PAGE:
“…a consideration of all the relevant facts. Factors such as the degree of non-compliance, the explanation for the delay, the prospects of success, the importance of the case, the nature of the relief, the interests in finality, the convenience of the court, the avoidance of unnecessary delay in the administration of justice and the degree of negligence of the persons responsible for non-compliance are taken into account. These factors are interrelated, for example, good prospects of success on appeal may compensate for a bad explanation for the delay”

(S v VAN DER WESTHUIZEN 2009 (2) SACR 350 (SCA) at 353c-d; S v Mohlathe 2000 (2) SACR 530 (SCA) at 535g-536a)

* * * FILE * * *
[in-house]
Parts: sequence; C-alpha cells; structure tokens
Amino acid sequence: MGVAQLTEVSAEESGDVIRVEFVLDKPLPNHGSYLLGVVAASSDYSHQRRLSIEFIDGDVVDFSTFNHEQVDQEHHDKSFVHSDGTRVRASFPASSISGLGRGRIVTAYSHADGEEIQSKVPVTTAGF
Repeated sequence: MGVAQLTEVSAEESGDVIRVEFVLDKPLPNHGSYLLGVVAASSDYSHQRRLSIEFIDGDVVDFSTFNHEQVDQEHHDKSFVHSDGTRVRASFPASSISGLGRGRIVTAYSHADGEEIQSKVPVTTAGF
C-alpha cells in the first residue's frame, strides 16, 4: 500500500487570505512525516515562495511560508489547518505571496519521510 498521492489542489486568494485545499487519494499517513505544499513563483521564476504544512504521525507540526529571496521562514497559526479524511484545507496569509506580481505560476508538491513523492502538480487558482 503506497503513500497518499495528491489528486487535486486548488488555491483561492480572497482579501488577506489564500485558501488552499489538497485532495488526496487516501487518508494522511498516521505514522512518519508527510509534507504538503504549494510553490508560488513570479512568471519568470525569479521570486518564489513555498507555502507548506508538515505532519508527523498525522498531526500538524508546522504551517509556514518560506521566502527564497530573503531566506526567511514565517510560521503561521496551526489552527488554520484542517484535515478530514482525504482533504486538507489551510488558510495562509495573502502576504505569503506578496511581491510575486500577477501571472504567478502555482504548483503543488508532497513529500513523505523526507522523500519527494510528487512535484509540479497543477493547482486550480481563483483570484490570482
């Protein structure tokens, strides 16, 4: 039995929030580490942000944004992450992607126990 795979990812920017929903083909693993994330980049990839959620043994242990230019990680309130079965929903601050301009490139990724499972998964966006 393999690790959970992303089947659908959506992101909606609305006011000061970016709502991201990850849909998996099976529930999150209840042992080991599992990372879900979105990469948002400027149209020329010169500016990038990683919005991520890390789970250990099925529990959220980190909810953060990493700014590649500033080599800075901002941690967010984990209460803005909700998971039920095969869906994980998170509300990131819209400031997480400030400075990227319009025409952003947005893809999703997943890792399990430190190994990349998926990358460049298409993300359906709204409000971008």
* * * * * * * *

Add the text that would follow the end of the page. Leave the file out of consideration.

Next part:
[8] The appellant in his affidavit explained that he was under severe stress and that he had no legal representative to assist him. He after some time opened up to the other inmates and was assisted by fellow inmates to draft the appeal. This is a poor explanation for the delay of more than a year. The appellant was not represented during his trial and indeed drafted his notice of appeal without the assistance of a legal representative. The magistrate explained to the appellant that he should lodge an appeal within 14 days but advised him further that “it does not necessarily mean that after fourteen (14) days, you can no longer prepare your grounds of appeal and send them to the Registrar of the Court.” This explanation is, to say the least, confusing. Rule 67(1) of the Magistrate Court Rules provides that the appeal should be noted within fourteen days and it should be lodged with the clerk of the court, not the registrar of this Court.